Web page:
Anyone who gets on a motorcycle should understand the safety risks involved in riding. Regardless of whether a person is driving the motorcycle or is merely a passenger, riding a motorcycle is inherently more dangerous than riding in a car or other larger vehicle.
Despite these dangers, many Californians ride their motorcycles on a frequent basis, and do so safely and without incident. Just like people who partake in any other activity that involves known dangers, motorcyclists can take certain precautions to increase their odds of avoiding severe injuries.
The helmet is perhaps the single most important piece of safety equipment for riders because it protects them from head injury in case of an accident. However, not all helmets are created equal, and riders in Orange County should understand that some helmets may not offer them adequate protection.
Because motorcycle helmets are such vital pieces of safety gear, the U.S. Department of Transportation (DOT) requires certain minimum performance levels for every helmet sold in the country. However, even in states like California, which has a state law adopting the federal safety standard for helmets, some unsafe helmets can inevitably make their way to the marketplace.
Accordingly, riders should be able to identify whether their helmets are safe. All motorcycle helmets that meet federal safety requirements must have a DOT sticker certifying that the helmet complies with those standards. Furthermore, the helmet manufacturer must place a label on the inside of the helmet that shows the model, construction material and other identifying information.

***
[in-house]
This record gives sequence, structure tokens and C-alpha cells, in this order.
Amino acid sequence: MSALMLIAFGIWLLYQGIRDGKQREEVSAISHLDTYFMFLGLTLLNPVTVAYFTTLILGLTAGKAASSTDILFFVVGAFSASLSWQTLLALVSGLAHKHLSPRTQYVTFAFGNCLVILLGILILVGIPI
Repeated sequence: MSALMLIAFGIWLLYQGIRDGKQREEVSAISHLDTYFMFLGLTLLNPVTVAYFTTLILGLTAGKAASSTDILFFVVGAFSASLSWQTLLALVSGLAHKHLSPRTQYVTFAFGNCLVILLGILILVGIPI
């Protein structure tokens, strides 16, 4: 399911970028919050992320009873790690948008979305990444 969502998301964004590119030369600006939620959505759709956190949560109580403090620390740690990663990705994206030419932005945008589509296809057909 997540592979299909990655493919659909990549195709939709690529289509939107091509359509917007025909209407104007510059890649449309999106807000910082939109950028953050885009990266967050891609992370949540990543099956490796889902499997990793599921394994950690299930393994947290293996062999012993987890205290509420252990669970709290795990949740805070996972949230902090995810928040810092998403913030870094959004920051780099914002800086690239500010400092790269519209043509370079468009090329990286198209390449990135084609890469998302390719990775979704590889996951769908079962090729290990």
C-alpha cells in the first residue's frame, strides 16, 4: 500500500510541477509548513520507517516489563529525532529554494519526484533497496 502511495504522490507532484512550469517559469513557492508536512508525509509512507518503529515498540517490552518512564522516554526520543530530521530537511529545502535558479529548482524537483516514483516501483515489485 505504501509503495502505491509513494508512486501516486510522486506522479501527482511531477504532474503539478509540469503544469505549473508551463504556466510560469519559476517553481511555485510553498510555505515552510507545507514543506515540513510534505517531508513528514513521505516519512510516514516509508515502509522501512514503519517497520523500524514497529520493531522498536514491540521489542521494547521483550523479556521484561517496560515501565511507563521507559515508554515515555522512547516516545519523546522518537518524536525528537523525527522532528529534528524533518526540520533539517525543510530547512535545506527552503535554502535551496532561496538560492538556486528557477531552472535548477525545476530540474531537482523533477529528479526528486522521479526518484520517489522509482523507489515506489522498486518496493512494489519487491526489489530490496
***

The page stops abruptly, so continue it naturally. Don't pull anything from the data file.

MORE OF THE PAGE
Unfortunately, labeling alone does not guarantee that the helmet is safe. Riders should also look for a thick inner lining in the helmet; unsafe helmets usually have soft foam or no inner padding at all. In addition, all DOT certified helmets have a sturdy chinstrap with rivets, and these helmets weigh about three pounds.
Finally, a DOT compliant helmet cannot have anything extending more than two-tenths of an inch from the helmet. Thus, if the headgear has something that is protruding from it, odds are it is not safe for use.
No matter how safe and careful a motorcyclist is while on the road, he or she still could fall victim to another person’s negligence and end up in a motorcycle accident. Therefore, riders should do all that they can to protect themselves from broken bones and head injuries. A helmet is required safety equipment for all riders, but they should ensure that the ones they are wearing are safe under state and federal law.
Source: NHTSA.gov, “How To Identify Unsafe Motorcycle Helmets,” Accessed on Aug. 31, 2015